May I introduce Nav, the workplace navigator of 2025*.
A Glimpse Into Your Future
It is 6:45 a.m., and Nav plays a soothing tune from the phone beside your bed. It let you sleep in, because it read heart rate variability data from your smartwatch that indicated that you might be getting sick. It is, of course, correct — you’ve had a scratchy throat for two days now. Nav asks if you’d like to meditate this morning, and you say, “No.”
After your morning ablutions, Nav lets you know that there’s no need for your physical presence in the office today. Your sickness is a risk factor for the rest of the team, and you’d be better off taking it easy. Nav has made the necessary calendar adjustments for your presentation at 2 p.m., allocating a meeting room for your colleagues that has videoconferencing facilities.
There’s no need to check your email; Nav has done it all. It’s assigned pressing tasks to colleagues who have sufficient energy and time capacity. There is only one item that requires action, but Nav asks if you would first like to grab an Uber — paid for by your company — to your favorite health food cafe. How can you refuse? Nav suggests a green smoothie and plays a podcast as you drive. The podcast is inspiring, featuring success stories from a business leader you admire.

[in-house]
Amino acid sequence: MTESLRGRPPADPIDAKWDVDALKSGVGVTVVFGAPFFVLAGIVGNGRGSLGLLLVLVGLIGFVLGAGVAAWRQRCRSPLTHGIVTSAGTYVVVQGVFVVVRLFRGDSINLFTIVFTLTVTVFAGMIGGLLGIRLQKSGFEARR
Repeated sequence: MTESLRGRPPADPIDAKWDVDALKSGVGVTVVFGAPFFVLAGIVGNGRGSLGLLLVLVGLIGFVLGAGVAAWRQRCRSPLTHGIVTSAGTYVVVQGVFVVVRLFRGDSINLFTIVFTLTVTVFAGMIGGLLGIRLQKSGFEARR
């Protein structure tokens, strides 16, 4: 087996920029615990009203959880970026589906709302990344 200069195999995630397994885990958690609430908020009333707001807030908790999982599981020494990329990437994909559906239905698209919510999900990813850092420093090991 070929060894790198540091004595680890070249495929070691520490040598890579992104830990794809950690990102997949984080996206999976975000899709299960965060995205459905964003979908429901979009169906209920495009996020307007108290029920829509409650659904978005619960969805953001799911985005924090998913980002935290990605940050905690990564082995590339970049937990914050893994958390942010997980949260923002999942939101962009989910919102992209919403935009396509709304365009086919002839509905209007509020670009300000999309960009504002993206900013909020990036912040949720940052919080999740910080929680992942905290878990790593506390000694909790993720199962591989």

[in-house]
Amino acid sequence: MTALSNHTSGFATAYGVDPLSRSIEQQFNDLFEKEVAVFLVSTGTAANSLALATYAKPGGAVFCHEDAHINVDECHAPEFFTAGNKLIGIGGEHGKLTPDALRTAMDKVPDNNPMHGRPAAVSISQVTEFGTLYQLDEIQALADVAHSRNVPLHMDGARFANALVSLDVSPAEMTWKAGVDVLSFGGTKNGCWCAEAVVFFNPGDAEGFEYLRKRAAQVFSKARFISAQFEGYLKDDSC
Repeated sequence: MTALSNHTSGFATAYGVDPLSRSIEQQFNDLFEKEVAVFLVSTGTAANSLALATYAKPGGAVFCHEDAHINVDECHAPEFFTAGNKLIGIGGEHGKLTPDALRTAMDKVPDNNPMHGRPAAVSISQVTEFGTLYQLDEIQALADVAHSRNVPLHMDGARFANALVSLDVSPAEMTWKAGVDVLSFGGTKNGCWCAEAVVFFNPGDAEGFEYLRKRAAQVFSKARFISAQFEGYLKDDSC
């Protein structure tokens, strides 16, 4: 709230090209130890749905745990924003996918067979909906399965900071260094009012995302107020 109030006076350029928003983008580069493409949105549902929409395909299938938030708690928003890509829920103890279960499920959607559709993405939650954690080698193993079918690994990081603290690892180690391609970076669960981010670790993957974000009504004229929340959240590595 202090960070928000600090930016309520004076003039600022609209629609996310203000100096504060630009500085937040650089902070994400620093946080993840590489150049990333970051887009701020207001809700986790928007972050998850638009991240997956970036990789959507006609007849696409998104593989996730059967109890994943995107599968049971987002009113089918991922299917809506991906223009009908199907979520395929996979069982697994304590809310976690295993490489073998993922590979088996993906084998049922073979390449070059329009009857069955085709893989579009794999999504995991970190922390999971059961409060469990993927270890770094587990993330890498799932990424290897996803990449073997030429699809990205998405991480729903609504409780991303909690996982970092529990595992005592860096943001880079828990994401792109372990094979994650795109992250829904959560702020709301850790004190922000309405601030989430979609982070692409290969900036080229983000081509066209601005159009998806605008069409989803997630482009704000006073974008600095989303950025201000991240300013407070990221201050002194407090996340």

By the afternoon, you’re feeling fresh, and your WorkPod — a company-provided remote workstation with custom ergonomics — connects you in high resolution to your colleagues. Nav takes notes and assigns actions to each attendee after the meeting. It also updates the project plan and feeds it into the Hub, an intelligence dashboard your executive team uses.
The executives don’t use Nav; their view is an integrated dashboard populated with panels showing progress, profit, risk, health and other metrics. Of interest to the executives today is the low team coherence scores and disrupted sleep across the sales team. The Hub presents two possible causes: Ben’s birthday drinks — an event listed on Facebook and confirmed via staff geolocation — or a potential rhinovirus infection (interaction patterns suggest a likelihood of 72%).
A Glimpse Into Your Organization’s Future
In the workplace of the future, employees are sacred. They are valuable and expensive resources employed to solve problems and accomplish tasks for which AI is not ready.